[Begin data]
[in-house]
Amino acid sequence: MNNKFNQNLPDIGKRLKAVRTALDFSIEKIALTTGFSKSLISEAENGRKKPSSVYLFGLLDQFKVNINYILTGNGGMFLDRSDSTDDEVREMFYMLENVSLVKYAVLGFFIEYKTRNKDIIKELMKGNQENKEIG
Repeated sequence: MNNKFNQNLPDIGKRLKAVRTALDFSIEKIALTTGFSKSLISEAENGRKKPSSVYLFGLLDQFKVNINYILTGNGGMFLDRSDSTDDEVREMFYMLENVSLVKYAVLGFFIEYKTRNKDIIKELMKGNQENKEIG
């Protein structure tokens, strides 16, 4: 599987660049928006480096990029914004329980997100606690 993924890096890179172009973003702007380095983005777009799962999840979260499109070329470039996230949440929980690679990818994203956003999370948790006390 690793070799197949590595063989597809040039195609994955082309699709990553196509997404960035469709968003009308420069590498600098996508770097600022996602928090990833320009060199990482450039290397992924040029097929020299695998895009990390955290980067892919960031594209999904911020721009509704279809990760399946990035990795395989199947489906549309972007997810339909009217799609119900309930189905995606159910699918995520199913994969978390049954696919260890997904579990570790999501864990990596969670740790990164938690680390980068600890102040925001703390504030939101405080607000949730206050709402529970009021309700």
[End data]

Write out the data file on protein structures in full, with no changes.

[in-house]
Amino acid sequence: MNNKFNQNLPDIGKRLKAVRTALDFSIEKIALTTGFSKSLISEAENGRKKPSSVYLFGLLDQFKVNINYILTGNGGMFLDRSDSTDDEVREMFYMLENVSLVKYAVLGFFIEYKTRNKDIIKELMKGNQENKEIG
Repeated sequence: MNNKFNQNLPDIGKRLKAVRTALDFSIEKIALTTGFSKSLISEAENGRKKPSSVYLFGLLDQFKVNINYILTGNGGMFLDRSDSTDDEVREMFYMLENVSLVKYAVLGFFIEYKTRNKDIIKELMKGNQENKEIG
């Protein structure tokens, strides 16, 4: 599987660049928006480096990029914004329980997100606690 993924890096890179172009973003702007380095983005777009799962999840979260499109070329470039996230949440929980690679990818994203956003999370948790006390 690793070799197949590595063989597809040039195609994955082309699709990553196509997404960035469709968003009308420069590498600098996508770097600022996602928090990833320009060199990482450039290397992924040029097929020299695998895009990390955290980067892919960031594209999904911020721009509704279809990760399946990035990795395989199947489906549309972007997810339909009217799609119900309930189905995606159910699918995520199913994969978390049954696919260890997904579990570790999501864990990596969670740790990164938690680390980068600890102040925001703390504030939101405080607000949730206050709402529970009021309700």